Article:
Mainstreet (published 1920) (finished reading 10/28/2016)
Babbitt (published 1922) (finished reading 4/30/2016)
by Sinclair Lewis (1885-1951)
Babbitt was the first Sinclair Lewis book I read, being drawn to it to learn directly about the character that led to the term “Babbitt” becoming part of the English language. Oxford English Dictionary 3rd edition: Babbittry is “behaviour and attitudes characteristic of or associated with the character George F. Babbitt; esp. materialistic complacency and unthinking conformity.” Meriman-Webster: Babbitt is “a person and especially a business or professional man who conforms unthinkingly to prevailing middle-class standards.” I am glad I went to the “source”—Lewis’s book– to directly understand Georg e Babbitt and the meaning of this expression.
Many reviewers speak to the nearly complete lack of plot it this book and in his earlier Main Street. Lewis spends many chapters describing George Babbitt’s daily routine, residence, family, and his interactions with business associates. Lewis enjoys painting his character, George Babbitt, and his surroundings– physical, social, and professional. After a detailed description of his five year old Floral Heights house which possessed “laudable architecture and the latest conveniences” Lewis add this lament: “in fact there was but one thing wrong with the Babbitt house: It was not a home.” But eventually George Babbitt does engage in a story—he goes through a painful mid-life crisis during which he turns away from social norms and expectations, has an affair with a beautiful client, attends parties with her and her non-business and non-professional friends, “the Bunch”, and even wonders if Seneca Doane, a candidate for mayor of Zenith on “an alarming labor ticket” has some useful things to say. He nearly earns complete scorn and disowner ship from his colleagues and isn’t initially invited to join the new Good Citizen’s Club. Eventually he returns to and is accepted back into the fold and he is mainly happy to have returned to popularity and security. However, at the end of the book he has interesting words for his son who is more interested in mechanics and inventing than business and earning a college degree.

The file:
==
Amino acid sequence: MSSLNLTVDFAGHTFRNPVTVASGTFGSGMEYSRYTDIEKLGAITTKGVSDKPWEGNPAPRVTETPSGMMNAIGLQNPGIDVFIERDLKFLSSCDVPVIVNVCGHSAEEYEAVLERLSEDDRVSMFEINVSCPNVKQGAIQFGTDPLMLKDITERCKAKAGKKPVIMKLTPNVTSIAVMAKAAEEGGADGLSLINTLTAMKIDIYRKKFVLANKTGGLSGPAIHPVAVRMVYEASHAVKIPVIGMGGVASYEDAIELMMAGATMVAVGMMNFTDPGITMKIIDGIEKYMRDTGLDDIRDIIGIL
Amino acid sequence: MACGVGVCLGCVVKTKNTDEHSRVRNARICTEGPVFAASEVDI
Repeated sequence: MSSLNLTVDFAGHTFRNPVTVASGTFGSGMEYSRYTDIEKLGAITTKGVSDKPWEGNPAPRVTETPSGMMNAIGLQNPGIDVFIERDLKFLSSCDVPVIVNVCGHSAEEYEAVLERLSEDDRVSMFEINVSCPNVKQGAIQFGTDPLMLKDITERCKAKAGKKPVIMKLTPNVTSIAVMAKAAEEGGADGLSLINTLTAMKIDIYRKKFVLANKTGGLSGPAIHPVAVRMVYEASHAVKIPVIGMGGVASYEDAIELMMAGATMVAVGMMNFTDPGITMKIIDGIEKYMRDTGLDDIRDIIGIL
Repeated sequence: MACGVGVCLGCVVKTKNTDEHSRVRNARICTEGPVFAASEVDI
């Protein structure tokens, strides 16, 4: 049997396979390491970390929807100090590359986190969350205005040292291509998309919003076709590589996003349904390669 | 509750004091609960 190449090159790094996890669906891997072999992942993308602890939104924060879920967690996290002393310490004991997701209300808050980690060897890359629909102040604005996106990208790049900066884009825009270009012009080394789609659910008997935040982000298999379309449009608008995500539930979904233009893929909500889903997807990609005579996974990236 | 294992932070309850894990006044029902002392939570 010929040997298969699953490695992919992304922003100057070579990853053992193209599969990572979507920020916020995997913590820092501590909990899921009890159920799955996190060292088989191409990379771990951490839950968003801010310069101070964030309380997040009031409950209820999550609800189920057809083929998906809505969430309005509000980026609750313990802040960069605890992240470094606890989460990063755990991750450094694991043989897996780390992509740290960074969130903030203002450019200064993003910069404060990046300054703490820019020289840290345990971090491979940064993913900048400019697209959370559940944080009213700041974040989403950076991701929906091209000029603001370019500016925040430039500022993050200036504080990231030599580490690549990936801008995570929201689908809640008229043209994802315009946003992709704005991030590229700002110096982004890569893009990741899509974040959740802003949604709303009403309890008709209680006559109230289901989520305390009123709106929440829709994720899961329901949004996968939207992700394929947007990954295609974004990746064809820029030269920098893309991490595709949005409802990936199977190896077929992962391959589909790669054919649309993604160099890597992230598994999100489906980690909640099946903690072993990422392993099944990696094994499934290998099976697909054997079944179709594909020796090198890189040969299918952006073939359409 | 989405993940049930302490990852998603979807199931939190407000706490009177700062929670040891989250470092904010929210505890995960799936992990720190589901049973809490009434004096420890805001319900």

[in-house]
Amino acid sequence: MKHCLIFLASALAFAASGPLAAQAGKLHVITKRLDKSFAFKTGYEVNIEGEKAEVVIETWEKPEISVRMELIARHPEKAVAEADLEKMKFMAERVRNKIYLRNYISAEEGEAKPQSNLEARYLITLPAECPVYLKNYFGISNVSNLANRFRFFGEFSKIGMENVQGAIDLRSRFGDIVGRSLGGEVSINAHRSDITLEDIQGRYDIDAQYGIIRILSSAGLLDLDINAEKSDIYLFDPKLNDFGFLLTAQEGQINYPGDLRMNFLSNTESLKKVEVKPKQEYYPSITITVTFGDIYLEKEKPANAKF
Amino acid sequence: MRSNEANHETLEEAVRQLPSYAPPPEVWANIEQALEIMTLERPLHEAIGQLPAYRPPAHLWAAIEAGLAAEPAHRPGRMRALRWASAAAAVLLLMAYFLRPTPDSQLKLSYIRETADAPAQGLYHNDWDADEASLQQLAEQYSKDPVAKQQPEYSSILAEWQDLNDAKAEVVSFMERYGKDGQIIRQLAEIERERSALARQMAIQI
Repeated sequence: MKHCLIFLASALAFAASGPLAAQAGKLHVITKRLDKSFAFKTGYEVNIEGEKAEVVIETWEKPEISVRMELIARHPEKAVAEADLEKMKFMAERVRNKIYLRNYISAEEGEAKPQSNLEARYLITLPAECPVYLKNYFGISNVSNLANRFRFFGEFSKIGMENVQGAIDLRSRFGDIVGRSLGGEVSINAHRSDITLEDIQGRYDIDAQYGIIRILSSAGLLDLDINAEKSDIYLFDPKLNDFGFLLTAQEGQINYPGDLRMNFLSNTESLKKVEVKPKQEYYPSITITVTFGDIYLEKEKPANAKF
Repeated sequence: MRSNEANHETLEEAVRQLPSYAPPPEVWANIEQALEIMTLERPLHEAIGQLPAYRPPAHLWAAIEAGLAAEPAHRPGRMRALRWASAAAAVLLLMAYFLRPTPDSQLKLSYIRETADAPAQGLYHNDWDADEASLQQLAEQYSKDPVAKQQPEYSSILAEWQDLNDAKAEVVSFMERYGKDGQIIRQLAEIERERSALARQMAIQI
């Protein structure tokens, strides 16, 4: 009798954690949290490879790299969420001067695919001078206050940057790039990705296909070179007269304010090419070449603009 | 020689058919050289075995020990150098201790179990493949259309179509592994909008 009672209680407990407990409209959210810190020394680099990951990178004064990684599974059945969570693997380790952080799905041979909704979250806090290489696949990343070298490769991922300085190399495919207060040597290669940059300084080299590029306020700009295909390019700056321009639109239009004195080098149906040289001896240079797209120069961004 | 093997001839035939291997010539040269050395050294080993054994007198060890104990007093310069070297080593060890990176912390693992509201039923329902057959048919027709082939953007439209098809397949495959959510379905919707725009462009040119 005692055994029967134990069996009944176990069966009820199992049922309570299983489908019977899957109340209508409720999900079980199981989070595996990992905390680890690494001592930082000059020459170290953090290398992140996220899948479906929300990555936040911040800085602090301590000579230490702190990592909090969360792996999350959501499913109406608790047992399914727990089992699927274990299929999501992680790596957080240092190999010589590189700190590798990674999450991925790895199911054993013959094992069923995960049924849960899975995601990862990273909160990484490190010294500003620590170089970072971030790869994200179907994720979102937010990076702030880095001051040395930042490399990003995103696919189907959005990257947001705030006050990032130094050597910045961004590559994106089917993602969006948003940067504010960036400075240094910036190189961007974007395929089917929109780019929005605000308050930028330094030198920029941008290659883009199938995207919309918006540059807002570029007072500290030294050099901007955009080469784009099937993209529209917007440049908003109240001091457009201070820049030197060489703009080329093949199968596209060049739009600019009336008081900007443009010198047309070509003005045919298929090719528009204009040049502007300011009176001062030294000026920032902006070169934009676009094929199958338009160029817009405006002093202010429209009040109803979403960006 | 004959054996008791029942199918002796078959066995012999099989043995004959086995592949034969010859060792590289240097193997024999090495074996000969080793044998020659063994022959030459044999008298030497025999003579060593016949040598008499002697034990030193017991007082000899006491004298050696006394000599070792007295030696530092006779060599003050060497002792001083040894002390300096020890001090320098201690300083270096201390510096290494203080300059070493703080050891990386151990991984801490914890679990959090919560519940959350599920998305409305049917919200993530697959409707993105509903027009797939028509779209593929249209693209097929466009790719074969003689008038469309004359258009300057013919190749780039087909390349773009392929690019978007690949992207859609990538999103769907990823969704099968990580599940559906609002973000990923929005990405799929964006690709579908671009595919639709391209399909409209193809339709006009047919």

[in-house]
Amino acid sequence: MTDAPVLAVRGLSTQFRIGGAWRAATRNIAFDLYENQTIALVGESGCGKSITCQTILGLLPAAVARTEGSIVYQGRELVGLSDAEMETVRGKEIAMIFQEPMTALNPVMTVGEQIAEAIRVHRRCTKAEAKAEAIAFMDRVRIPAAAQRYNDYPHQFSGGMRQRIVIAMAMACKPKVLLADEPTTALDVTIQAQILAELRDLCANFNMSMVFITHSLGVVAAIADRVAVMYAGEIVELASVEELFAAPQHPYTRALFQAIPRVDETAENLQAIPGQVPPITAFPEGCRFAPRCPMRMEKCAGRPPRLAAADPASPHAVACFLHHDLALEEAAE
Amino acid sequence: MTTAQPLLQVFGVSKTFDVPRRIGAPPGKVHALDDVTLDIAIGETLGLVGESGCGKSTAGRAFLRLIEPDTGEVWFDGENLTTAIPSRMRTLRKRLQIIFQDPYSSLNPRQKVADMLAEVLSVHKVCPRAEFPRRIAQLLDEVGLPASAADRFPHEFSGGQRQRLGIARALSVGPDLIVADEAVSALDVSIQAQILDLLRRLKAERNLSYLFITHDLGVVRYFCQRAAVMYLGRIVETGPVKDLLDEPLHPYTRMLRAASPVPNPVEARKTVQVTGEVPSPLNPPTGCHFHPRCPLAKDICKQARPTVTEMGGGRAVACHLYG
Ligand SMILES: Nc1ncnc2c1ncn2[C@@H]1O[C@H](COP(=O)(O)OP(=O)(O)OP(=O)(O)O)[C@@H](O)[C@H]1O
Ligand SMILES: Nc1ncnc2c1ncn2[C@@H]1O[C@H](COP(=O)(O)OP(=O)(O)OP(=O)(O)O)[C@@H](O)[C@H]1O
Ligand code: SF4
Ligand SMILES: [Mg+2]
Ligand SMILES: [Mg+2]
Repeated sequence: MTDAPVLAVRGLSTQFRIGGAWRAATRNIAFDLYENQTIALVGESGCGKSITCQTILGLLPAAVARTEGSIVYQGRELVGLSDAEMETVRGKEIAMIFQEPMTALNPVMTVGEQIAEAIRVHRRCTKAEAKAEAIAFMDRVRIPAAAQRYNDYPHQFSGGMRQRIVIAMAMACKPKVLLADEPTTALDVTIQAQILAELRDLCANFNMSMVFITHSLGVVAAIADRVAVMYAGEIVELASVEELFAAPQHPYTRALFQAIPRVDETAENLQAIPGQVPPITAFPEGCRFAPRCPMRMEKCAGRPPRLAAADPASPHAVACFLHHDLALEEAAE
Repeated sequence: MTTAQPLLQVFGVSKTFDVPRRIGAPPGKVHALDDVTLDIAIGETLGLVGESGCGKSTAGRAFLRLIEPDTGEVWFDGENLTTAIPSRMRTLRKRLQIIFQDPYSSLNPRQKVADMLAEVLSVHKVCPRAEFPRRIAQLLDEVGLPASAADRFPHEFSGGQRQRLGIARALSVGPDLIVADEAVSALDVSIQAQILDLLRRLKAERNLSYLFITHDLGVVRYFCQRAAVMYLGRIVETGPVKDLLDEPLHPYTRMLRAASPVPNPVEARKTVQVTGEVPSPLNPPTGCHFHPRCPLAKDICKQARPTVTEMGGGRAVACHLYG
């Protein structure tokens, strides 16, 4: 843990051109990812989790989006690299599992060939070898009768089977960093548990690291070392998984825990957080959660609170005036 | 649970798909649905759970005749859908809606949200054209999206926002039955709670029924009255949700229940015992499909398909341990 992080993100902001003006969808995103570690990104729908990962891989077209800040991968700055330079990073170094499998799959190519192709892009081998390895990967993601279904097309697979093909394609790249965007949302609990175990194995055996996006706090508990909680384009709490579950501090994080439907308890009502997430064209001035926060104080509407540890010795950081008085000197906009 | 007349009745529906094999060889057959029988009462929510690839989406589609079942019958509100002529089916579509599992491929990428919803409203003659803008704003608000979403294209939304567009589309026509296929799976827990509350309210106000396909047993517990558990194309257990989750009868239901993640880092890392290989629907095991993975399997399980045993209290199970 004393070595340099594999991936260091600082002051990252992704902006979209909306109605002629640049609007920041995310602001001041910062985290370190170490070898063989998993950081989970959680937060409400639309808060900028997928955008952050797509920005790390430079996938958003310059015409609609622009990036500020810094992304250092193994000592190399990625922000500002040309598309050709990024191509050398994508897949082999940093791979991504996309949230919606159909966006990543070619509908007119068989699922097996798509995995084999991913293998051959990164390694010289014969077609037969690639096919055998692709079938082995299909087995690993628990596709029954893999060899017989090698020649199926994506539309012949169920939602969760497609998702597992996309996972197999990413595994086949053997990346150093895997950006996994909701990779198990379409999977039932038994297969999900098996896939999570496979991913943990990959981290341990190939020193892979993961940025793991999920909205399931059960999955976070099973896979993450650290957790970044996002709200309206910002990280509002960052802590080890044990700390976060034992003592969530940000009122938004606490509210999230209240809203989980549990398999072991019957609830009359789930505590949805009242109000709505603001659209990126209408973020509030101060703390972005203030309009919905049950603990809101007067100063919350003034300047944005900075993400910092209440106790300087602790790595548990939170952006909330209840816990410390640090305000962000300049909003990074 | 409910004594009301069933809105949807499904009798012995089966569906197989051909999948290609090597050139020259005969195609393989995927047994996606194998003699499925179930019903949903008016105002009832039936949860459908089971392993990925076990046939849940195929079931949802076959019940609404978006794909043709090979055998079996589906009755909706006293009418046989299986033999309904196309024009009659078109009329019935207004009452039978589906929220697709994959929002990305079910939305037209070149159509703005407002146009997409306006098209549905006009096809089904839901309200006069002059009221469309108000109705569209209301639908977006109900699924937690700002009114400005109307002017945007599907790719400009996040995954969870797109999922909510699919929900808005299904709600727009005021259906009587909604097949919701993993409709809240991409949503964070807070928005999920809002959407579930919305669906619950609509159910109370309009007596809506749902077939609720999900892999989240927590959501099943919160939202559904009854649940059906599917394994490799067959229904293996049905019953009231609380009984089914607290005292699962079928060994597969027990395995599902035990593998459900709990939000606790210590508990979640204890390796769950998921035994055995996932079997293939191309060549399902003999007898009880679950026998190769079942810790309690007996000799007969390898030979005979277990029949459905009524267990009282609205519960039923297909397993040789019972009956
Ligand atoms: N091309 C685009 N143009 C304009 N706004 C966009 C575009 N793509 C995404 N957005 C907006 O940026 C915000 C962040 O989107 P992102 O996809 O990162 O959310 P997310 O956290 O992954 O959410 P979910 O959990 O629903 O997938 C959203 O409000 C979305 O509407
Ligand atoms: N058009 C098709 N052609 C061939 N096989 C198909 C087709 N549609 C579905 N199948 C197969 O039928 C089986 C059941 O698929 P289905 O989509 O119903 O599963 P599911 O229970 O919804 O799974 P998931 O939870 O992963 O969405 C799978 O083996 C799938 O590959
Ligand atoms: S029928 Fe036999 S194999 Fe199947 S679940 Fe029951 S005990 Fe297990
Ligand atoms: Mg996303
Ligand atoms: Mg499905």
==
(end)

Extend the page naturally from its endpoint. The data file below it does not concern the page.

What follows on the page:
Having been well engaged by Babbitt and interested in reading more of Sinclair Lewis, I turned to his previous novel, Mainstreet.
Mainstreet is also said to have minimal plot but my view is slightly different. The story covers the main character’s evolution from early girlhood through about ten years of marriage. Lewis’s style is to focus in a detailed way on particular instances and string these together to progress the story.
Mainstreet centers on Carol Miliford who we meet as a young college senior, orphaned in early adolescence, to whom we are introduced as “a girl on the hilltop; credulous, plastic, young; drinking the air as she longed to drink life. The eternal aching comedy of expectant youth”. While attending Blogett College, a small religious college on the edge of Minneapolis, she considers a number of occupations (teacher, law, nursing, motion picture writer, marrying an unidentified hero), turns down a marriage proposal from a school mate who sees her as a great lawyer’s wife, and finally decides to attend professional library school in Chicago. She spends a year or so as a librarian in St Paul where she is disappointed by the patron’s less than lofty interests. She meets Dr Will Kennicott at a dinner party given by friends of Carol’s older sister. He is a doctor in a small town (Gopher Prairie) in the Minnesota plains, is about 12 years Carol’s senior, and is besotted with Carol. Kennicott paints an appealing picture of Gopher Prairie and suggests that the town would welcome her assistance in improving it. She is eventually convinced and marries him without ever actually visiting Gopher Prairie until after their honeymoon trip.